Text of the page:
Ivonn:  And finally, I have the last question. In what ways can companies in the payments industry leverage these compliance changes as an opportunity for growth and competitive advantage?  

Lydia: And some businesses subject to these changes can leverage this as an opportunity to present to their customers how they protect their money. You know, fostering trust in the digital environment is going to be, you know, a key component to attract new business and maintain trust by customers and businesses alike. There have been examples of PSPs that have gone out of business and customers left without, you know, access to their funds because there weren’t protections in place to give the customer confidence in the product. So, these new regulations are going to change that. And we should see an uptick, you know, in the confidence of consumers, their interest in using more nontraditional methods to move their money and just, you know, confidence overall in the financial industry.  

Ivonn: Thank you, Lydia. Thank you again for sharing your expert insights and upcoming compliance changes in the payments industry.  

To our listeners, we hope this discussion guides you in navigating these changes effectively. Thank you for everyone tuning in. Stay compliant and stay ahead.  

Lydia: Thank you. Bye. 


Wrapping up our chat with Lydia from AptPay, it’s clear the payments industry is on the cusp of some major shifts.  

The Retail Payments Activity Act (RPAA) is set to redefine the playing field, putting the Bank of Canada in the umpire’s seat for overseeing payment service providers.  

This move isn’t just about ticking boxes; it’s about building a safer, more reliable ecosystem for users and businesses alike. 

Lydia’s insights shed light on the practical steps companies must take, from diving into self-assessments to getting the right legal advice.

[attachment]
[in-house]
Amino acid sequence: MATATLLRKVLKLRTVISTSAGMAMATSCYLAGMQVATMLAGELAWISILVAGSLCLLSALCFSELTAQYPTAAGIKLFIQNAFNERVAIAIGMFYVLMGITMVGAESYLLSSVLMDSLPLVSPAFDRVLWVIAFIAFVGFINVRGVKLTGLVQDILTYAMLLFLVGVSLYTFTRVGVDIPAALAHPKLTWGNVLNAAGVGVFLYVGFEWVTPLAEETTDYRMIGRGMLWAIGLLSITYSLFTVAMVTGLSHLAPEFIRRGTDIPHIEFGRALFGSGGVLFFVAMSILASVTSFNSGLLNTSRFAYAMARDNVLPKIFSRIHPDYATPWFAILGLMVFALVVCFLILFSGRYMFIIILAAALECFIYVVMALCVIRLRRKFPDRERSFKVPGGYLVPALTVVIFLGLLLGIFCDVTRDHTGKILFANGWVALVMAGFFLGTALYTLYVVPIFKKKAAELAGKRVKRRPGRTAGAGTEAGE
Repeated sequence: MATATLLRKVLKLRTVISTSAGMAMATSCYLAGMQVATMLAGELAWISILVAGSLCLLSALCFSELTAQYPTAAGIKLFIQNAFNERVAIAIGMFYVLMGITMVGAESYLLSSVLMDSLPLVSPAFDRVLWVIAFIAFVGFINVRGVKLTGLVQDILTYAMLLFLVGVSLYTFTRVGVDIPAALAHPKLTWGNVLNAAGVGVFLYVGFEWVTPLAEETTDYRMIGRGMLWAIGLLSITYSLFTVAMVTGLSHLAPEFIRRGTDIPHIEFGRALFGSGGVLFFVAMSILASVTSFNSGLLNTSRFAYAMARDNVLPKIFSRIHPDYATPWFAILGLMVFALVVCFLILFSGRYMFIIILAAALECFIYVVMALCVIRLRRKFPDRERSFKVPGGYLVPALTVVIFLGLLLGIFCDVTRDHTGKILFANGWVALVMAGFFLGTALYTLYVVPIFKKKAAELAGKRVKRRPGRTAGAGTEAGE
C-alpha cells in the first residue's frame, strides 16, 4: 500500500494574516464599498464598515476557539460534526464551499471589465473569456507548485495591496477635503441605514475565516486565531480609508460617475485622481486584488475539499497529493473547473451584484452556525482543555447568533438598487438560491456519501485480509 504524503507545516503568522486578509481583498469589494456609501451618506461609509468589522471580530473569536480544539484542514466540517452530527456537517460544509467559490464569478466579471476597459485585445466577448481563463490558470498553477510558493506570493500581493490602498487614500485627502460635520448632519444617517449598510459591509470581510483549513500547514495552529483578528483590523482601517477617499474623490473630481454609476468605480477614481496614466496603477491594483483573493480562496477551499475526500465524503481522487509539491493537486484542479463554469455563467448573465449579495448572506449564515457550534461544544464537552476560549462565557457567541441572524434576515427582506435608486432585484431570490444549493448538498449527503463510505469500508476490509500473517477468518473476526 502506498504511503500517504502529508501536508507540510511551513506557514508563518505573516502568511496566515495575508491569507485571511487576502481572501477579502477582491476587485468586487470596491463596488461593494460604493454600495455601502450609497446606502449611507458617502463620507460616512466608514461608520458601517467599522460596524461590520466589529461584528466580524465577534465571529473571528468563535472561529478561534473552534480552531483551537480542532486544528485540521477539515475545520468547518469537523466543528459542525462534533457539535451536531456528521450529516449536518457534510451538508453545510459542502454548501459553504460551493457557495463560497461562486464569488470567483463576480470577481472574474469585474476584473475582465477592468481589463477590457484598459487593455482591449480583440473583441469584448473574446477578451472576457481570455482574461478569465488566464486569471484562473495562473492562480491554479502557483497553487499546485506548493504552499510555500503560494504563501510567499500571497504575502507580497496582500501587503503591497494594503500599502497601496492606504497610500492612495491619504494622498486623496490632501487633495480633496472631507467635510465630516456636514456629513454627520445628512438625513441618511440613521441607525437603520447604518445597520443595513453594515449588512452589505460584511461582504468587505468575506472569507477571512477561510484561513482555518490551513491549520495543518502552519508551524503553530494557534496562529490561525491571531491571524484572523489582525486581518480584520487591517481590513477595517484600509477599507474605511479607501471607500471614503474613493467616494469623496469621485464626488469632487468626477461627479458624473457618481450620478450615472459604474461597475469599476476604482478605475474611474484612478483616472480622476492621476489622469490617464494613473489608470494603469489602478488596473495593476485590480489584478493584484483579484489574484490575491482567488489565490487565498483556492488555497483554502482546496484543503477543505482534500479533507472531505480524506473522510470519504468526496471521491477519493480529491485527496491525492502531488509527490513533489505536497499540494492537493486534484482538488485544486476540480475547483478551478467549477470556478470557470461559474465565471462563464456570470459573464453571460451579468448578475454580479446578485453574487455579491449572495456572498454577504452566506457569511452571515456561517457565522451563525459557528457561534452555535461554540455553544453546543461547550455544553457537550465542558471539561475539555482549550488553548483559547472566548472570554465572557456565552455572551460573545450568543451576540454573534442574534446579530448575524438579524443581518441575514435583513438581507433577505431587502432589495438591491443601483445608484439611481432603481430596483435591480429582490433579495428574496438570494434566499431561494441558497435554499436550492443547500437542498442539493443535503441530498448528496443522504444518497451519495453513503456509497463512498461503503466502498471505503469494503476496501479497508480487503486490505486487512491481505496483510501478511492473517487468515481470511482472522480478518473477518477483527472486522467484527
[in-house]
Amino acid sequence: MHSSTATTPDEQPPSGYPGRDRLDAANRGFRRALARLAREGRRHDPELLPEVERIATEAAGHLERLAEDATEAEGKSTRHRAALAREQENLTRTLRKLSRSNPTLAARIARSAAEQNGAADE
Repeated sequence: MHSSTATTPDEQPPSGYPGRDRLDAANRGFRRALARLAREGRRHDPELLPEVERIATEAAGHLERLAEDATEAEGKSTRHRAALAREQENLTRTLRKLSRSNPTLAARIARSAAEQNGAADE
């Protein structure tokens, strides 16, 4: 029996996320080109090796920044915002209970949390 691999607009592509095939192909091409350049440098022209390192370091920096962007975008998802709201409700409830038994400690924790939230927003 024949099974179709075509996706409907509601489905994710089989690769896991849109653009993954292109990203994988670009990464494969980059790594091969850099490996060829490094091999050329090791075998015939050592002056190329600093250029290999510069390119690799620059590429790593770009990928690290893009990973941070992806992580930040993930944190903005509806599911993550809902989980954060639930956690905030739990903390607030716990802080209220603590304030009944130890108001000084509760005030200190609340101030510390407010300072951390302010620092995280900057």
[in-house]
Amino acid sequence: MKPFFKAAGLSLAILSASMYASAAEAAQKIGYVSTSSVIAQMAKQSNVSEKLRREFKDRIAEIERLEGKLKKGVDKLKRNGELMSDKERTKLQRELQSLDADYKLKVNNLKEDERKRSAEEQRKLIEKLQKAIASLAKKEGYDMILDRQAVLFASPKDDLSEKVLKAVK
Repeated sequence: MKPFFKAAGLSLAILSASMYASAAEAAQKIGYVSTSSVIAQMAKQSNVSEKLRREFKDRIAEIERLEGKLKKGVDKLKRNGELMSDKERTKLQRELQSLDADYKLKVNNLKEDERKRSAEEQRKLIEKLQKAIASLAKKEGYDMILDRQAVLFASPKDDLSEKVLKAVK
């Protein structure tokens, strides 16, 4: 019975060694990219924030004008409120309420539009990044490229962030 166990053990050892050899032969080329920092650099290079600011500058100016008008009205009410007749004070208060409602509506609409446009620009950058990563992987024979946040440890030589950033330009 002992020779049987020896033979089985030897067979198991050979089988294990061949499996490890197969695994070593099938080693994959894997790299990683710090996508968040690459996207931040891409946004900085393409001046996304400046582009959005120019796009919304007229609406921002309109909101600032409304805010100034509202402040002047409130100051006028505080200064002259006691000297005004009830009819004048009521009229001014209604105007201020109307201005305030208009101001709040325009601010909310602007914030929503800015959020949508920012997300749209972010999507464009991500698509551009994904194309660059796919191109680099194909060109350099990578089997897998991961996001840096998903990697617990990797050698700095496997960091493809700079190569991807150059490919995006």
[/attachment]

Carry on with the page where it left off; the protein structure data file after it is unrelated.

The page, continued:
It’s not just the big players that need to listen up; these changes will touch every corner of the market, including international ventures with a stake in Canada. 

What stands out is the potential for these regulations to be more than just hurdles.  

They invite businesses to step up, innovate, and earn trust in a digital age.  

As we navigate these changes, staying informed, proactive, and collaborative will be key to turning compliance from a challenge into a cornerstone of success in the payments landscape. 


For those seeking further guidance or looking to connect with the financial community, resources like Outlier Canada and the ACAMS offer support and networking opportunities. Engaging with these platforms can provide additional insights and foster collaborations that enrich the payments ecosystem. 

As the industry moves forward, staying informed, proactive, and engaged with the community will be crucial.  

The links below offer a gateway to the resources mentioned, ensuring that businesses have the tools and knowledge needed to thrive in this new regulatory environment. 


Topics: #Payments #Compliance 



Tags: Compliance, Payments, RPAA